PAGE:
It’s easy to get swept into the allure of Hong Kong’s neon signs and busy streets — the grandeur of the city has that effect. But as most people would probably agree, the more time you spend in a place, the more likely you are to start noticing the little things.
And as I’ve started to look, I’ve realized that the devil is in the details.
In every doorway and nestled in every quiet neighborhood, you will find the elements of spirituality. Sometimes showing up as a grey patch of leftover ash, and other times, manifested as a bright red shrine, but no matter what they always seems to be there.
The ritual of offering incense and fruit is called jingxiang or shangshiang and is a shared practice among Taoists, Buddhists, and Confucianist traditions.
The Ethos of the Temple
Stepping foot in these spiritual centers is quite a trip for a number of reasons. The first being that even from the outside, it’s quite evident that the entire temple is filled with smoke — so much so, that it’s permeating out of the entrance door. You walk inside and pass through a thick haze of aromatic incense. The stale atmosphere carries with it an esoteric energy; something that you respect, but cannot really comprehend.
What I’ve come to realize is that within the temple, we are able to reconcile the duality of pragmatic sensation and mysticism. The lines are blurred between the tangible and the intangible. In essence, spiritual space is filled with physical things (incense, candles, statues, artifacts, art, tapestries, & symbols) that are meant to stimulate the senses and resonate with you on a deeper level, guiding your inner being to transcendence.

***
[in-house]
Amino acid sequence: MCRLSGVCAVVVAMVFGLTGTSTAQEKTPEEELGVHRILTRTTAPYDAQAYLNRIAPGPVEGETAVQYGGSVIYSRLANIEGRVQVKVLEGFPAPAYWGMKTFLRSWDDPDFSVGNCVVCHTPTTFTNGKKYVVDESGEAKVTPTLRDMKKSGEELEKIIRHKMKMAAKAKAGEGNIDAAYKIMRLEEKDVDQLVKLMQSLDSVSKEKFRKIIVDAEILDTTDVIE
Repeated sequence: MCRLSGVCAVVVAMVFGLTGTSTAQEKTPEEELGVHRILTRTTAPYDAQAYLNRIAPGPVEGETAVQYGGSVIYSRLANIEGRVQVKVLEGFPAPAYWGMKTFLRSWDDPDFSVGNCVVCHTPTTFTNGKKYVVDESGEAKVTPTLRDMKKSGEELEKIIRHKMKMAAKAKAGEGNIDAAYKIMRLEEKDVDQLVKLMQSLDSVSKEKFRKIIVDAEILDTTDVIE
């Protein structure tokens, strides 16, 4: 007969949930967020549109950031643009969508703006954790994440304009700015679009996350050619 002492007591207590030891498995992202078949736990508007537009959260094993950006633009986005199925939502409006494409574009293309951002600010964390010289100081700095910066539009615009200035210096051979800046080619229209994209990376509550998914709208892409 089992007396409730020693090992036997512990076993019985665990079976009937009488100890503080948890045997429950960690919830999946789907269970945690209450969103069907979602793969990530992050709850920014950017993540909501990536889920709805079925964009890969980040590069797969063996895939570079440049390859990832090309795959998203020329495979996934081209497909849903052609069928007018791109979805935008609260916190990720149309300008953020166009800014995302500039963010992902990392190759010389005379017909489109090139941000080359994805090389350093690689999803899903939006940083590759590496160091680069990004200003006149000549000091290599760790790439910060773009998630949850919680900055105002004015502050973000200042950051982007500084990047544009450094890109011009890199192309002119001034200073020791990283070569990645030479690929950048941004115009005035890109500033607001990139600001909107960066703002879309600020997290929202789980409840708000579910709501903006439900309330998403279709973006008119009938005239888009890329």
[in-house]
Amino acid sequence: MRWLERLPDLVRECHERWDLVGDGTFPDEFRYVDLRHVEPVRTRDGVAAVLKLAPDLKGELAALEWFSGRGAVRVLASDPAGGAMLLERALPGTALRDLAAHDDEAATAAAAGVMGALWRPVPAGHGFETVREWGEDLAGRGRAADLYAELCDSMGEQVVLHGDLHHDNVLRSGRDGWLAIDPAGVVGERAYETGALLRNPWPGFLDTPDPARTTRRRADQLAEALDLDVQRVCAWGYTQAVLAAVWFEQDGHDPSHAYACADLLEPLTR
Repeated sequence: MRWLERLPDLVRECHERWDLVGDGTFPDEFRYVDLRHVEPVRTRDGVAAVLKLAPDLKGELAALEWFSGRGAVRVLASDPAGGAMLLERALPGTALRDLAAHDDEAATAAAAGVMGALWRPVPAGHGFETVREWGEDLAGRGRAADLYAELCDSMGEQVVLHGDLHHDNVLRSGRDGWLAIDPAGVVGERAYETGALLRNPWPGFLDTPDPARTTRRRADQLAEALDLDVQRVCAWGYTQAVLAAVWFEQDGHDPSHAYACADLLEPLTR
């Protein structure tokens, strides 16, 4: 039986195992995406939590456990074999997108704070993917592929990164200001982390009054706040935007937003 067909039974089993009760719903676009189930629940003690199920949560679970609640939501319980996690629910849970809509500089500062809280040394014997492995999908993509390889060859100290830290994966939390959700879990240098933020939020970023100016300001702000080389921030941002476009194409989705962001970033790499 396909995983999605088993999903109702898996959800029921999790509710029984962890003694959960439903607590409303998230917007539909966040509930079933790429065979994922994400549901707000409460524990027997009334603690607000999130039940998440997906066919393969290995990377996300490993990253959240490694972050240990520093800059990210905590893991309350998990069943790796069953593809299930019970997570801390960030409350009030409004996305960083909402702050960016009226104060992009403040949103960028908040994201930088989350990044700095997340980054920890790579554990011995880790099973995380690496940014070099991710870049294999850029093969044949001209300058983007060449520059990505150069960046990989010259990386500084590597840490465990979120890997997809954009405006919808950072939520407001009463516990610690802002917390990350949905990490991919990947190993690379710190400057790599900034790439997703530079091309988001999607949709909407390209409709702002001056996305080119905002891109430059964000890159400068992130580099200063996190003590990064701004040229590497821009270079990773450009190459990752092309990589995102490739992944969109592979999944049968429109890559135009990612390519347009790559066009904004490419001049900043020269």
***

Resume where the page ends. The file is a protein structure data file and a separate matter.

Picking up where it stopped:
Undoubtedly, the people of Hong Kong are deeply wedded to their traditions. It is still common place to frequently pay homage to the ancient deities and ancestors – and the ubiquitous presence of this spiritual space makes it very easy for people to casually do so.
The temple or shrine is the place to go when seeking out advice and insight as to your destiny and direction, luck, and the afterlife.
It’s been a longstanding belief that burning incense has a cleansing and purifying effect on the surroundings.
It’s actually possible that the origin of the city’s name stems from the aroma of incense:
“The legend says that a long time ago, fishermen working in the bay area noticed the smoky fragrance in the harbour as it was wafted to the sea from both incense factories in Kowloon and shore temples, and they began calling the island hēunggóng (香港): fragrant harbour.”
Lastly, here are some spiritual gems I’ve collected along the way.
Tian Tan aka. Big Buddha (center & right)
(left) One of the six small statues known collectively
as “The Offering of the Six Divas”